Equality is a First Principle of America’s free and just government. As explained in the Declaration of Independence, the Founding Fathers believed that “all men are created equal.”
The Founding Fathers embraced the Judeo-Christian understanding that the Creator created all individuals, that each person arises from His handiwork, and that every person embodies His blessing. Regardless of physical, mental, and social differences between individuals, each individual is equally precious in His eyes. While this First Principle originally arose from a belief in the nature of the Creator, the laws of nature lead many to the same conclusion.
By embracing the First Principle of equality, America rejected the deliberately inequitable regimes dominating the globe in their time. Inequality codified in the law was a cornerstone of government throughout world history. Hereditary nobility and other special classes were almost universally granted special privileges unknown to the common person.
Modern history is also replete with such societies. South Africa during apartheid segregated its society by race; the Soviet Union divided its society among classes, ethnic groups, creed, and party; and Nazi Germany committed genocide in the pursuit of Aryan superiority.
Yet, from the American Revolution and for generations thereafter, equality was not afforded to African-Americans, most especially slaves. Over 50 years after the Declaration of Independence, Frederick Douglass could rightfully ask, “What I have I, or those I represent, to do with your national independence? Are the great principles of political freedom and of natural justice, embodied in the Declaration of Independence, extended to us?” Indeed, slavery and racial discrimination made a mockery of the First Principles of equality, Unalienable Rights, and the Social Compact.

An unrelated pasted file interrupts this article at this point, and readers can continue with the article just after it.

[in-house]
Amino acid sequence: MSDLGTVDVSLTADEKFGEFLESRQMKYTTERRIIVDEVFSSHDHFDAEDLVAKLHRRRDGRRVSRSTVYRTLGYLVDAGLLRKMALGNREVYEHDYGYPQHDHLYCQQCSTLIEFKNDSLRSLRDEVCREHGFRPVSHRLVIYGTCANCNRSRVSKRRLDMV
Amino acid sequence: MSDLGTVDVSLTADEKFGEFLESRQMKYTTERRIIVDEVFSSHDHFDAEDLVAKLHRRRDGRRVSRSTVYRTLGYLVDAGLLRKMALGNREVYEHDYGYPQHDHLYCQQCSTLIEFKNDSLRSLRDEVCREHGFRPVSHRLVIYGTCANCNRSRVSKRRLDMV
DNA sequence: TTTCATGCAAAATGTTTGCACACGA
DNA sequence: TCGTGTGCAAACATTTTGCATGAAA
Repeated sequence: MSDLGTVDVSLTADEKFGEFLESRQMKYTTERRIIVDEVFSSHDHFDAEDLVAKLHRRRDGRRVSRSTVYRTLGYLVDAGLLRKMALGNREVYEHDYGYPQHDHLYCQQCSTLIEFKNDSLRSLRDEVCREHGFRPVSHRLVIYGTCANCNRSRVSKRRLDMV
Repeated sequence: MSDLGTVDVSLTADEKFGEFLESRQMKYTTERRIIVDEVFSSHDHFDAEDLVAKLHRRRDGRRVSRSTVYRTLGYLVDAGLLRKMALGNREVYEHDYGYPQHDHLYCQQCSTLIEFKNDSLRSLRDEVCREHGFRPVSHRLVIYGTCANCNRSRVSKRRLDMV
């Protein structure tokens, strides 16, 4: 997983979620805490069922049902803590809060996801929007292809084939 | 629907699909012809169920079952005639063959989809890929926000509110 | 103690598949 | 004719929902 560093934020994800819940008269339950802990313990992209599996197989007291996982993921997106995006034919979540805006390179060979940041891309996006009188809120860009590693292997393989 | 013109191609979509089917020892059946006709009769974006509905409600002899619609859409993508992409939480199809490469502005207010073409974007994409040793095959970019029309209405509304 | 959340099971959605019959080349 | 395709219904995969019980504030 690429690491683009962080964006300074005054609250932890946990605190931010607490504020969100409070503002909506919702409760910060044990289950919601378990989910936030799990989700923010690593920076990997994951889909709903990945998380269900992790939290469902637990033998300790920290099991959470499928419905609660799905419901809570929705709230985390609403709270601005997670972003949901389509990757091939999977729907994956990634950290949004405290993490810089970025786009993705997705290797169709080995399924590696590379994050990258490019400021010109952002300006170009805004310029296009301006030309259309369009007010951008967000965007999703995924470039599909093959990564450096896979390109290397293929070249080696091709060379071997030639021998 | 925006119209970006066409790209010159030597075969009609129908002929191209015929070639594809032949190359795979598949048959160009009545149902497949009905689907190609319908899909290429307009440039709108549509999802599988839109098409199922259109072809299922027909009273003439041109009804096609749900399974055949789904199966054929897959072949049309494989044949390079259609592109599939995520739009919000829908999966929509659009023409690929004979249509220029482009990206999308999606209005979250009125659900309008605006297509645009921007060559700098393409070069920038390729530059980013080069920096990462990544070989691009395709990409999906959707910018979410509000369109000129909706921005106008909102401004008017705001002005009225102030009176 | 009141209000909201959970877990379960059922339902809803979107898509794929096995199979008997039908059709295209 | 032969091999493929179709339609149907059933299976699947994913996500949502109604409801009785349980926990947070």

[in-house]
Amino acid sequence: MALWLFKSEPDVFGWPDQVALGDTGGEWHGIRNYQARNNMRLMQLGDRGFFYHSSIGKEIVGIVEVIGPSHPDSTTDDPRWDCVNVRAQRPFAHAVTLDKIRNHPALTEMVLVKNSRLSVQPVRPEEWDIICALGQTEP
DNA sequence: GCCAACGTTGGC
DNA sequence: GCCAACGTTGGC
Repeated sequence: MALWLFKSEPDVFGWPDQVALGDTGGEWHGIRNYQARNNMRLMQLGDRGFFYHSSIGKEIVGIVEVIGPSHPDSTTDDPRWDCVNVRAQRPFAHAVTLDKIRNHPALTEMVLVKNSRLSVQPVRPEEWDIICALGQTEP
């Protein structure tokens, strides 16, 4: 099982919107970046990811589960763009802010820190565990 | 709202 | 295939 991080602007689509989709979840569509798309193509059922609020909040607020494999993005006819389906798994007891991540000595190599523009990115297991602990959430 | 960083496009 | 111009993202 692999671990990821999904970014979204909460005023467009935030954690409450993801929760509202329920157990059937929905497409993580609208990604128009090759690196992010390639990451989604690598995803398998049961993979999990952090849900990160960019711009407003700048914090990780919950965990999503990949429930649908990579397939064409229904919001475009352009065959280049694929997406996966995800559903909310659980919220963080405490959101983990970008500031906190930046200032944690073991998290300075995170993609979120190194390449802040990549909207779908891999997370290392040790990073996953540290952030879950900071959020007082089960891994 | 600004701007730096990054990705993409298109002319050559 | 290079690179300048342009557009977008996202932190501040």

Driven by the idea of the First Principle of equality, abolitionists organized to emancipate the slaves and to afford African-Americans equality under the law. The inherent hypocrisy of slavery in the land of the free eventually literally tore the Union asunder in the Civil War. At enormous sacrifice, with the adoption of the Emancipation Proclamation and the 13th-15th Amendments, the nation finally began to live up to its promise.
However, generations would pass – and another civil rights struggle led by Martin Luther King, Jr. was necessary- before the principle of equality was more firmly established in civil rights legislation such as the Civil Rights Act of 1964 and the Voting Rights Act of 1965.
Through generations of struggle, the First Principles of equality, the Social Compact, unalienable rights, and revolution resulted in emancipation and great advances in equality for racial minorities.
Although the struggle is not complete, the First Principle of equality requires that each person be treated equally under the law, and that the equal protection of the laws be afforded to all.